“I think that’s what he (John) will be remembered for.

“But I certainly agree he probably did not get the credit he deserved.”

• If you’re interested in learning more about geology, with particular reference to east London and Essex, the Essex Rock and Mineral Society meet on the second Tuesday of every month.

• To read Christopher Long’s story of his involvement with the Aveley Elephants dig, visit christopherlong.co.uk/oth/aveley.html
Read more:

Nostalgia: Havering in history on July 18, 1954, 1974 and 1994
First World War: Heroic Hornchurch pilot celebrated in new play

0 comments

Welcome , please leave your message below.

Optional - JPG files only
Optional - MP3 files only
Optional - 3GP, AVI, MOV, MPG or WMV files
Comments

Please log in to leave a comment and share your views with other Romford Recorder visitors.

We enable people to post comments with the aim of encouraging open debate.

Only people who register and sign up to our terms and conditions can post comments. These terms and conditions explain our house rules and legal guidelines.

Comments are not edited by Romford Recorder staff prior to publication but may be automatically filtered.

If you have a complaint about a comment please contact us by clicking on the Report This Comment button next to the comment.

Not a member yet?

Register to create your own unique Romford Recorder account for free.

Signing up is free, quick and easy and offers you the chance to add comments, personalise the site with local information picked just for you, and more.

Sign up now

Latest Romford News Stories

Yesterday, 16:18
South Street, Romford

The premises licence of a popular bar has been revoked following a “catalogue of errors and breaches” allegedly made in response to incidents.

Yesterday, 12:33
Goodmayes Hospital

A mental health unit for teenagers is to close temporarily following a Care Quality Commission (CQC) inspection.

Yesterday, 12:18
Upminster based security firm Hillis Security Systems Ltd, has been shortlisted for the Which? Trusted Trader of the year award

Staff at a security firm are celebrating after learning they have reached the shortlist for a top industry award.

Yesterday, 11:05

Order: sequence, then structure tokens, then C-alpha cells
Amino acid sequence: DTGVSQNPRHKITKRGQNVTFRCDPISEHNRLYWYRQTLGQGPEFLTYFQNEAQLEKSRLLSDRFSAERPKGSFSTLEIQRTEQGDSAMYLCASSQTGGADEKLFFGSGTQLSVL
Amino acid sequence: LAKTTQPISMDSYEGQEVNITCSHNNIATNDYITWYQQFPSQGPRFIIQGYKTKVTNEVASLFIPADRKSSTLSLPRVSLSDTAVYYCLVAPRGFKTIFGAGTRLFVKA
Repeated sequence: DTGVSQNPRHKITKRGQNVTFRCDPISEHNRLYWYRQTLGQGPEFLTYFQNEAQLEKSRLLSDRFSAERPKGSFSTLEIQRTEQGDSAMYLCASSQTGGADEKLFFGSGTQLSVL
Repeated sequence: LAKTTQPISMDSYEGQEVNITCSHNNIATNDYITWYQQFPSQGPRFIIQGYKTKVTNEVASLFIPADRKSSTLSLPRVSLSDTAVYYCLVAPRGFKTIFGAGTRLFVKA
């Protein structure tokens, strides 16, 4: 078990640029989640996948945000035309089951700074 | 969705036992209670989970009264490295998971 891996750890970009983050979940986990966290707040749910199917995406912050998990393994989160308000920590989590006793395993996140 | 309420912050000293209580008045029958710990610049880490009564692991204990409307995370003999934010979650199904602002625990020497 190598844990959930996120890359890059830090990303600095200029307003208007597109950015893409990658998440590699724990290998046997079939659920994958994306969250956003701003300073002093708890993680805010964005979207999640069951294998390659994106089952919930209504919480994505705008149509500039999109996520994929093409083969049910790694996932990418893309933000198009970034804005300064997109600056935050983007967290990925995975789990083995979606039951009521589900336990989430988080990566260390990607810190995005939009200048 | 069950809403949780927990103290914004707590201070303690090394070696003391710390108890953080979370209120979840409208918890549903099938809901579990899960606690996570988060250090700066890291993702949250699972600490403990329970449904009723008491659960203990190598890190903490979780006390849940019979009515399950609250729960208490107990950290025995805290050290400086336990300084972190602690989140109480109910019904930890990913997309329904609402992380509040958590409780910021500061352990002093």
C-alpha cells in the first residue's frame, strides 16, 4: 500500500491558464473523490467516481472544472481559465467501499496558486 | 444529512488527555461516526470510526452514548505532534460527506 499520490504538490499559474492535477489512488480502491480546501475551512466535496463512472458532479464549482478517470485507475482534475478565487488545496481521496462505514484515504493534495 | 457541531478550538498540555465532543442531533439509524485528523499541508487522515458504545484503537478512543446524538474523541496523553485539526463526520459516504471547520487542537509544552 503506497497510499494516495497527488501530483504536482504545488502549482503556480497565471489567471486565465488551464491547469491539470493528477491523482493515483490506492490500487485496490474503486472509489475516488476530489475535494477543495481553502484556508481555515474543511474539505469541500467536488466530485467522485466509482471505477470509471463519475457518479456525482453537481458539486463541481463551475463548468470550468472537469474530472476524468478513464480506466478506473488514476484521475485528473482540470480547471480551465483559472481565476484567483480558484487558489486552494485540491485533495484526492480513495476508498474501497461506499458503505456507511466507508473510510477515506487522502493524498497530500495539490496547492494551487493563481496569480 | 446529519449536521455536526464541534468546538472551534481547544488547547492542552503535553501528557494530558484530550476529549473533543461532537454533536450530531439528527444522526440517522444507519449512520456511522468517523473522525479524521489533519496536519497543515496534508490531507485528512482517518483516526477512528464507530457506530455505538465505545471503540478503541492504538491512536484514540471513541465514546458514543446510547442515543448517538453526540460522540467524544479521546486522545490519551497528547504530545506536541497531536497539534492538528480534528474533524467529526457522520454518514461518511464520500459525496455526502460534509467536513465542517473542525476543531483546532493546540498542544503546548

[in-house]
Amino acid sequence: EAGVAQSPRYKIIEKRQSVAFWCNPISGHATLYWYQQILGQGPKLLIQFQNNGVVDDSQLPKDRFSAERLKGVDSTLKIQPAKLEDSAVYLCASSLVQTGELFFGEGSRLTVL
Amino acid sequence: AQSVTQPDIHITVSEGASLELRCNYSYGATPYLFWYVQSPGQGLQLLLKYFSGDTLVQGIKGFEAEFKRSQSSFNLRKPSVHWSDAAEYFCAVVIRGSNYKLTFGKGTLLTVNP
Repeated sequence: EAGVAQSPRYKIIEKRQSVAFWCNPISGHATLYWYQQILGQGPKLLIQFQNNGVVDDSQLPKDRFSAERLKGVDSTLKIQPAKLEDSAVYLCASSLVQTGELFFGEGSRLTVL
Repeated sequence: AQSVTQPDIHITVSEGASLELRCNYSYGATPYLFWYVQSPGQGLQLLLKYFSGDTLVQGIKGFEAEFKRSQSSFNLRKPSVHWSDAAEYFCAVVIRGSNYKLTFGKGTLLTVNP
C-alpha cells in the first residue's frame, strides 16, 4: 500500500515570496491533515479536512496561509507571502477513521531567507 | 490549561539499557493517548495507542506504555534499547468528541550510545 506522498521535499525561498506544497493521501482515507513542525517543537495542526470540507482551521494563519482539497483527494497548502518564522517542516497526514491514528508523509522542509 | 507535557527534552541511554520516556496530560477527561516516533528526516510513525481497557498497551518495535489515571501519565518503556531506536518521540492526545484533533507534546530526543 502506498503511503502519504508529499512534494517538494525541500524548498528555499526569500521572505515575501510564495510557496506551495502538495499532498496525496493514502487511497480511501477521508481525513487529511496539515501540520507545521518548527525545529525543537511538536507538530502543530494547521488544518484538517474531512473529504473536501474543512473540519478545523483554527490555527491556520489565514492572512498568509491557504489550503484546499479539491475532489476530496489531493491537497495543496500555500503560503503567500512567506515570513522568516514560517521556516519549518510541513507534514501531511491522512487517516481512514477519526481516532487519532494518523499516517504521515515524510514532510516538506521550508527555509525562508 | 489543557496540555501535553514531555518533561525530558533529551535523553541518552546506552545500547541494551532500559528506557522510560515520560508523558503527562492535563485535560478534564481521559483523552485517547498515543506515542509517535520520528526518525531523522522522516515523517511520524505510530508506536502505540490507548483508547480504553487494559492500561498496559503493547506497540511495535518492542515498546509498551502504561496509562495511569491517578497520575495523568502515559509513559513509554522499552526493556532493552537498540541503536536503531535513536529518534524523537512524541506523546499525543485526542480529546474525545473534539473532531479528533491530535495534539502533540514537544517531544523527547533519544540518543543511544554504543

Record amount of hospital admissions in 2014/15. Photo: Press Association

More than 1,400 people in Havering were taken to hospital with an obesity related health issue in a record breaking year for admissions.

Yesterday, 07:45
Two fire engines attended a house fire in Patricia Drive, Hornchurch, last night. Picture: PA

Firefighters attended a house fire in Hornchurch after a cupboard was set alight.

Yesterday, 07:00
Resident Brian Laws outside Sunrise Lodge

Hundreds of sheltered housing units for over 60s are under review, as part of a plan to modernise facilities across the borough.

Mon, 15:00
C&R Appliances at  Gants Hill, has ha a new showroom fitted for people to come an view appliances
CEO Chris Wade.

A family business promising “luxury appliances at affordable prices” is celebrating its expansion, as staff open a new showroom.

Mon, 12:00
Members of Upminster Walk and Talk with organiser Tricia Butler in the middle

Residents interested in meeting new people, exploring green spaces, and improving their health are welcome to join a new Upminster walking group.

Newsletter Sign Up

Most read news

HOT JOBS

Show Job Lists

News from your area

WW100

Click on the banner above for full coverage of the centenary commemorations of the outbreak of the First World War.

Competitions

Kindle 7 inch tablet

Are you looking for a brand new gadget to help you stay connected on the go and make that long journey home a bit more entertaining? Look no further. MyOffers is giving you the chance to win 1 of 50 Kindle Fire 7” Display Tablets! That’s 50 times more chances to win, so hurry up and enter our competition today and you could be one of our lucky winners!

Yummy traditional afternoon teas for two

MyOffers is giving you the chance to win 1 of 50 Traditional Afternoon Teas for two at a location of your choice! That’s 50 times more chances to win, so hurry up and enter our competition today and you could be one of our lucky winners!

Digital Edition

cover

Enjoy the
Romford Recorder
e-edition today

Subscribe